I love baseball. I have loved baseball since I was a boy. One of the great joys of my life was managing my son Chris’ little league teams. I learned much and delighted in the fun of teaching this great game to Chris and his team mates. I return to baseball, repeatedly, as a way of making sense out of life. Baseball is life.
I follow my team, the Red Sox, all season, every pitch, every play. I prefer listening to the games on my XM/ Sirius radio, delighting in the wins, mourning the losses. The BoSox did not end up well this year, but with the familiar rally cry “Wait until next year”, we headed into playoffs and the World Series. With the conclusion of the Fall Classic last night we enter that long, dark, cold, miserable period of time until pitchers and catchers report for spring training, 109 excruciating days from now. Opening day (April 4, 2016 for most teams) is an unfathomable 21 weeks, 6 days, 10 hours, 9 minutes away (but who’s counting?), until we can hear again those magical words, “Play Ball” and time will once again begin. But the lessons of life mirroring baseball and vice versa are with us every day, everywhere.
“It breaks your heart. It’s designed to break your heart,” wrote A. Bartlett Giamatti, the Yale Dante scholar turned baseball commissioner, a true lover of the game. Life? Baseball? Both? Everyday when we awake we are going to win. Whatever our endeavor, we are going to accomplish our task. Win. We spend the next 12 hours coming to bat. Striking out. Taking the field to defend our position. Back up to the plate to take more whacks at life’s expected and unexpected pitches.
More often than not we miss the pitch. Sometimes we get a hit, and on even fewer occasions we knock it out of the park. A hit, a double, maybe even a dinger. What a wonderful feeling of exhilaration. Success? Yes, if you hit the dinger. Otherwise you are standing on one of those bases that then seem so far from home plate. But success is crossing home. Yeah, but you are safe as long as you are on one of those bases.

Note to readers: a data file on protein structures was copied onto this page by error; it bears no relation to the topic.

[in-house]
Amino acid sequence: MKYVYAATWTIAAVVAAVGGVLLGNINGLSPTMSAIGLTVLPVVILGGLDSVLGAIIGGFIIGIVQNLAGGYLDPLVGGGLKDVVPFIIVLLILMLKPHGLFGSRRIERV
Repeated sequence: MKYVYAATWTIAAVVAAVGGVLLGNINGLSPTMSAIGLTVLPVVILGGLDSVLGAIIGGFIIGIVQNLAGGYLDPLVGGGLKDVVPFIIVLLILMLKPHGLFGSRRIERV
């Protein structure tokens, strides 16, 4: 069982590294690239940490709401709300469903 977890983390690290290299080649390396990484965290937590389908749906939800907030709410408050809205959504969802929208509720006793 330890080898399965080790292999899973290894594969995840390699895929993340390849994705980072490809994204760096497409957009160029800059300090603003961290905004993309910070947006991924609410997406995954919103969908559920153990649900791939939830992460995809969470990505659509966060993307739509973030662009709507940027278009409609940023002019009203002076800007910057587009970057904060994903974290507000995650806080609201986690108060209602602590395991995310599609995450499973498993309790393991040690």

Life is pretty safe there no matter what the other players do. And yet, real success is touching all the bases. You have to move away from that safe place and head for “home” if you are ever going to reach your goal. Getting to first was pretty good, but you then realize that you can’t get to second if your foot’s on first.
Are you going to wait for your teammate to push you along or do you take that chance of advancing on your own? What are the consequences if you don’t make it? Do we leave a learned profession that has sustained us for 40 years? Do we start an alpaca ranch? Make practical and utilitarian garments from the alpaca fleece (about which you are learning as you go)? Run a business???? Yikes!!!.
At the end of the day’s game you head for the “clubhouse.” Talk with those who matter about the plays of the day and then try to get your head out of the game for at least a few hours. Rejuvenate your body and soul. Get up and do it all over again, believing that no matter what happened yesterday, today you are going to win. See what I mean? Baseball. Life. ““Play Ball.”
‘Til next week…….. Lee
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